By Joseph R. Allen
Modern Chinese Literature and Culture, vol. 27, no.1 (Spring 2015), pp. 109-66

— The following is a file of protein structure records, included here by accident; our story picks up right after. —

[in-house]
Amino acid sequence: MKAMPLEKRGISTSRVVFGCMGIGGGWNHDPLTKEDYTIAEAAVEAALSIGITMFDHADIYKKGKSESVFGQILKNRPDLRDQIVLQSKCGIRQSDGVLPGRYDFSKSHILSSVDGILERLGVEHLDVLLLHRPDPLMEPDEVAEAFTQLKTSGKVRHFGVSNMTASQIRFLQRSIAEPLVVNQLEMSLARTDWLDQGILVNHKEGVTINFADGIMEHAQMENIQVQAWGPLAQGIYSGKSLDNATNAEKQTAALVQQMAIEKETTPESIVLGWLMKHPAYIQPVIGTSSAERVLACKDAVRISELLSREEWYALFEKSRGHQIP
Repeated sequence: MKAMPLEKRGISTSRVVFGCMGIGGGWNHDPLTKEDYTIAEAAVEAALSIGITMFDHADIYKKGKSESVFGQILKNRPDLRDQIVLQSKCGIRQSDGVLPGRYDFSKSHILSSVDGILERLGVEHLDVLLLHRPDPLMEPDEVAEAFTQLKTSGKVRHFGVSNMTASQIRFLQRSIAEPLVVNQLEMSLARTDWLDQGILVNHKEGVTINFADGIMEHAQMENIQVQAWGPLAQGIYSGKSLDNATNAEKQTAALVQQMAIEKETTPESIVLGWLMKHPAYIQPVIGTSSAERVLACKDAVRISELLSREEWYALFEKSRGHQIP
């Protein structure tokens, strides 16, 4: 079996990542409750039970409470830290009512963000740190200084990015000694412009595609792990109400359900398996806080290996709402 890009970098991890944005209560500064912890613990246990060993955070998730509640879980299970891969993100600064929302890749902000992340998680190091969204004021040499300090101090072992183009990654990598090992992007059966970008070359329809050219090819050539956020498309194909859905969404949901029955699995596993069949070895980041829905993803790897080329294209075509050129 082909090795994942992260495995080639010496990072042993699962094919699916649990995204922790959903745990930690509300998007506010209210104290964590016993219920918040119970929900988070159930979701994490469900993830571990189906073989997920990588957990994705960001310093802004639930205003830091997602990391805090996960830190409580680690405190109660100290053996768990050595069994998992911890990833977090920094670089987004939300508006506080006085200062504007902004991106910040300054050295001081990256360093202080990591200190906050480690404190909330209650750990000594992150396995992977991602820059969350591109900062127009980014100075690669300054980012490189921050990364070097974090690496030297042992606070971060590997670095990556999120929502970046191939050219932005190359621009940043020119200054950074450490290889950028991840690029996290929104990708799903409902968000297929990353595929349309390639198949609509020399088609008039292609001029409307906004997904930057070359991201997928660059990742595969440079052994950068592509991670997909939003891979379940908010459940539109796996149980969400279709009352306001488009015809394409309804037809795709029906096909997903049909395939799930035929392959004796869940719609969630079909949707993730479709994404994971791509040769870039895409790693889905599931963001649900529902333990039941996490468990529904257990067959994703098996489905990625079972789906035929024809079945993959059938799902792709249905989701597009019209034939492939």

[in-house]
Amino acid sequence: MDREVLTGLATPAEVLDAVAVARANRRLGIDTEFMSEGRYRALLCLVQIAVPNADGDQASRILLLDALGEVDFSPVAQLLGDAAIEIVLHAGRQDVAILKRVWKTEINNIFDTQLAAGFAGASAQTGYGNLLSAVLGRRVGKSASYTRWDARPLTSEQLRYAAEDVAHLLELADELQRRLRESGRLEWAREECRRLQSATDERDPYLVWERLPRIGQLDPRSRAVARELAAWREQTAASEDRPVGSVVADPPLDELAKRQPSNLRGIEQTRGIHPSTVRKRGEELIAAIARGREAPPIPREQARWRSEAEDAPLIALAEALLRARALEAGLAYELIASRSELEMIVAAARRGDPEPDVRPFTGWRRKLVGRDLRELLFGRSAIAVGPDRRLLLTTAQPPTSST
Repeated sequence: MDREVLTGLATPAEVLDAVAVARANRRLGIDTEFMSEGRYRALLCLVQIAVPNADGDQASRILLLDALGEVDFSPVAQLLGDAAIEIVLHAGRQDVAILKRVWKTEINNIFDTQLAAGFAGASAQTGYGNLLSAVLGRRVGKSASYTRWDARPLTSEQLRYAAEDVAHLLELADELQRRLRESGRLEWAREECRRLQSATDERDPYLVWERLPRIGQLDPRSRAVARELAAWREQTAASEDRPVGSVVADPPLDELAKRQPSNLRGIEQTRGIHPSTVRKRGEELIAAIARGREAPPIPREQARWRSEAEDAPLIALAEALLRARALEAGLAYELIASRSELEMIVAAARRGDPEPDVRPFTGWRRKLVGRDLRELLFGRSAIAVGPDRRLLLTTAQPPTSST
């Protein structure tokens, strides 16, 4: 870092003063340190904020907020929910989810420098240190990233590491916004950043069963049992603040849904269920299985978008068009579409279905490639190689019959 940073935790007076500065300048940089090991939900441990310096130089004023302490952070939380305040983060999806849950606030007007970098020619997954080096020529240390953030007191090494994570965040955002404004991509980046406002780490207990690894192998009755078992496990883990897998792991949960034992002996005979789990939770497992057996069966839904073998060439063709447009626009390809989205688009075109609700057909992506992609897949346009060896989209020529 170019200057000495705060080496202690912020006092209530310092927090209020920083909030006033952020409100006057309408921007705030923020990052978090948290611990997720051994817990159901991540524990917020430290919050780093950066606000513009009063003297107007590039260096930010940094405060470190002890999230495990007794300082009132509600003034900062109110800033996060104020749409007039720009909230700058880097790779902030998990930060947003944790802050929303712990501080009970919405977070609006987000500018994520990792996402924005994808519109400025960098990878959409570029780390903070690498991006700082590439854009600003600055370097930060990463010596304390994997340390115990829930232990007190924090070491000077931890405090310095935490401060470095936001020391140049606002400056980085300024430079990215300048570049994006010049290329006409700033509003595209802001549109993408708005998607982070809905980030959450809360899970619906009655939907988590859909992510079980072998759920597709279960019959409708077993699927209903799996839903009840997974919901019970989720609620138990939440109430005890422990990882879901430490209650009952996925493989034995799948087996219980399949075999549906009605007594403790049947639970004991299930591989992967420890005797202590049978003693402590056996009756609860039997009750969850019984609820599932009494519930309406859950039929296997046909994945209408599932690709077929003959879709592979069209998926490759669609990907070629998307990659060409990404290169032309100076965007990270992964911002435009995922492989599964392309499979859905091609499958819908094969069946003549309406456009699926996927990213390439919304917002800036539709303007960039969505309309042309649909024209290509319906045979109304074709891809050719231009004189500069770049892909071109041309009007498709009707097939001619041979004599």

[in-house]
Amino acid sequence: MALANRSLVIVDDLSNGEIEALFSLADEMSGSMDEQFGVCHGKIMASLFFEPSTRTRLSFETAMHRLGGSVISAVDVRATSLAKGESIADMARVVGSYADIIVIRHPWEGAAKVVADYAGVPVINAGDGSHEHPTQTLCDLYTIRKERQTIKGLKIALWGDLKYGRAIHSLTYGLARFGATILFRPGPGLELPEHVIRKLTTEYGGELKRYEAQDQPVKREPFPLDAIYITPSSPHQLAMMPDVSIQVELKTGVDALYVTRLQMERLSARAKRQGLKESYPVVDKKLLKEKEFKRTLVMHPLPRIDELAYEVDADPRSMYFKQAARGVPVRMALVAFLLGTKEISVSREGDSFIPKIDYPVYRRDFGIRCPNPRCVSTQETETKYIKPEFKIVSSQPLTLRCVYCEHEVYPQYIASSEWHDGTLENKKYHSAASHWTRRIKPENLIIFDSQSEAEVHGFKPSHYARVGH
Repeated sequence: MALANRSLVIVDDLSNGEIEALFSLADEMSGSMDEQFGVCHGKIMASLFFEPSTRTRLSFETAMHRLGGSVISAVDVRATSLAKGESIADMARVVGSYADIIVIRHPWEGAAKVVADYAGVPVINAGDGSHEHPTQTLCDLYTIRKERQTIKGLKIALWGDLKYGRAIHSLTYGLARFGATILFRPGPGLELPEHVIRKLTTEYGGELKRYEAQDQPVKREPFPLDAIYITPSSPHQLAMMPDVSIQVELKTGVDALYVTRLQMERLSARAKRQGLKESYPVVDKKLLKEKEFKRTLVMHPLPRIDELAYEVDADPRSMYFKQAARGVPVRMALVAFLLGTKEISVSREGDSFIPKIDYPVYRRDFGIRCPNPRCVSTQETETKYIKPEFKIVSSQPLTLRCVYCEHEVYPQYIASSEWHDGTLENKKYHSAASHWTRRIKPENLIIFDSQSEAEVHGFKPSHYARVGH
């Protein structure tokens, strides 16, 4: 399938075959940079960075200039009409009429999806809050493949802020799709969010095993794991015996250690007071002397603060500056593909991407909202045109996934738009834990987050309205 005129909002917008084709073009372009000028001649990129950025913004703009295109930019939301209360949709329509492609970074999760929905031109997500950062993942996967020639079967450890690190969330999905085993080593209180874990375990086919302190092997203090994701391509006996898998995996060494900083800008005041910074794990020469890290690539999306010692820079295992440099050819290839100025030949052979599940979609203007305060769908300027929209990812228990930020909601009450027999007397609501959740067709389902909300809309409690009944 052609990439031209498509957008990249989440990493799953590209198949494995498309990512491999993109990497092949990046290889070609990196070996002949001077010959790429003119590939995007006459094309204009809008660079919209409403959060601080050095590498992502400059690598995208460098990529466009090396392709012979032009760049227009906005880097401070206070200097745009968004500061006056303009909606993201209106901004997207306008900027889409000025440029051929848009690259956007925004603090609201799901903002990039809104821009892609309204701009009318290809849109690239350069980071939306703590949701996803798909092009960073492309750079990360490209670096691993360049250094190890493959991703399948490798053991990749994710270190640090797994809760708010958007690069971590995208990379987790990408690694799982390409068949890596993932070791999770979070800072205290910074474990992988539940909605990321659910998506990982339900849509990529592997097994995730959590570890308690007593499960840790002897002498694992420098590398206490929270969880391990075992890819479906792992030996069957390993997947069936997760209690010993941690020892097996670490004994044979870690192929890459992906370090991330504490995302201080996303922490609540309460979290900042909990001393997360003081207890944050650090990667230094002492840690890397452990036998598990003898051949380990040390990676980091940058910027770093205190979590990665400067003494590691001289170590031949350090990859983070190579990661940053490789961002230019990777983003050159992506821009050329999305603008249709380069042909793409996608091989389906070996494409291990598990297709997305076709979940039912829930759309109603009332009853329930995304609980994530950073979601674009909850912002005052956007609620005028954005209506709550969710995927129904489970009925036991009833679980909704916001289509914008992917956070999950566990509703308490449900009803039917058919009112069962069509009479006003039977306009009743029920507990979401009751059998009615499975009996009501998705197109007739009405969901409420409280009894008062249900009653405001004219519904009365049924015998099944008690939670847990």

This essay is formally about the “national literature” (guowen) curriculum in Chinese middle schools during the first half of the twentieth century, with references to post-1949 curricula in Taiwan and the People’s Republic of China. Informally, it is about a teenager’s journey through that literature in the fall of 1948. Allen focusses on materials from the 1930s to the 1940s, including textbooks, curriculum standards, and related debates. In addition to conventional primary and secondary academic materials, he uses a source of a third kind: the handwritten notes, including doodles and sketches, made by a student in her second year of upper middle school. The notes that fill her guowen textbook allow it to emerge from a sea of inanimate objects to become a living thing. From a close reading of her textbook and notes, Allen seeks to engage the larger issue of the formation of what became identified with the Chinese “nation” (guo) and with “literature” (wen) in the twentieth century.